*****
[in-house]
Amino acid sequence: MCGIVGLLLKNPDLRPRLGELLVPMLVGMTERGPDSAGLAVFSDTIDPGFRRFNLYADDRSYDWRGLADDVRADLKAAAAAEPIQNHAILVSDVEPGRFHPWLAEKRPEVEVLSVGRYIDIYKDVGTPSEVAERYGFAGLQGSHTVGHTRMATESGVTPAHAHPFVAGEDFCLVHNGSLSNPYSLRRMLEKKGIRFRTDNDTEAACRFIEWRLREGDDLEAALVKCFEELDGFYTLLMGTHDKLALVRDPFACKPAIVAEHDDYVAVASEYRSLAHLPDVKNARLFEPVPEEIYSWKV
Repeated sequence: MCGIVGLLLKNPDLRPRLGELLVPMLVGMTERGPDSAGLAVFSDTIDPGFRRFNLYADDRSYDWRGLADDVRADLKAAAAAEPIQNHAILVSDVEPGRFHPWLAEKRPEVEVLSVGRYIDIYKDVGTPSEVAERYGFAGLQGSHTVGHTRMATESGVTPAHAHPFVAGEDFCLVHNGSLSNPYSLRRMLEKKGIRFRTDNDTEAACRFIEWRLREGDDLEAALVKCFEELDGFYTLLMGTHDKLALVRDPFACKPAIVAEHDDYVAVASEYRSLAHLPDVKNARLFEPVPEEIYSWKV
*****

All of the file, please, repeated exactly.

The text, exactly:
[in-house]
Amino acid sequence: MCGIVGLLLKNPDLRPRLGELLVPMLVGMTERGPDSAGLAVFSDTIDPGFRRFNLYADDRSYDWRGLADDVRADLKAAAAAEPIQNHAILVSDVEPGRFHPWLAEKRPEVEVLSVGRYIDIYKDVGTPSEVAERYGFAGLQGSHTVGHTRMATESGVTPAHAHPFVAGEDFCLVHNGSLSNPYSLRRMLEKKGIRFRTDNDTEAACRFIEWRLREGDDLEAALVKCFEELDGFYTLLMGTHDKLALVRDPFACKPAIVAEHDDYVAVASEYRSLAHLPDVKNARLFEPVPEEIYSWKV
Repeated sequence: MCGIVGLLLKNPDLRPRLGELLVPMLVGMTERGPDSAGLAVFSDTIDPGFRRFNLYADDRSYDWRGLADDVRADLKAAAAAEPIQNHAILVSDVEPGRFHPWLAEKRPEVEVLSVGRYIDIYKDVGTPSEVAERYGFAGLQGSHTVGHTRMATESGVTPAHAHPFVAGEDFCLVHNGSLSNPYSLRRMLEKKGIRFRTDNDTEAACRFIEWRLREGDDLEAALVKCFEELDGFYTLLMGTHDKLALVRDPFACKPAIVAEHDDYVAVASEYRSLAHLPDVKNARLFEPVPEEIYSWKV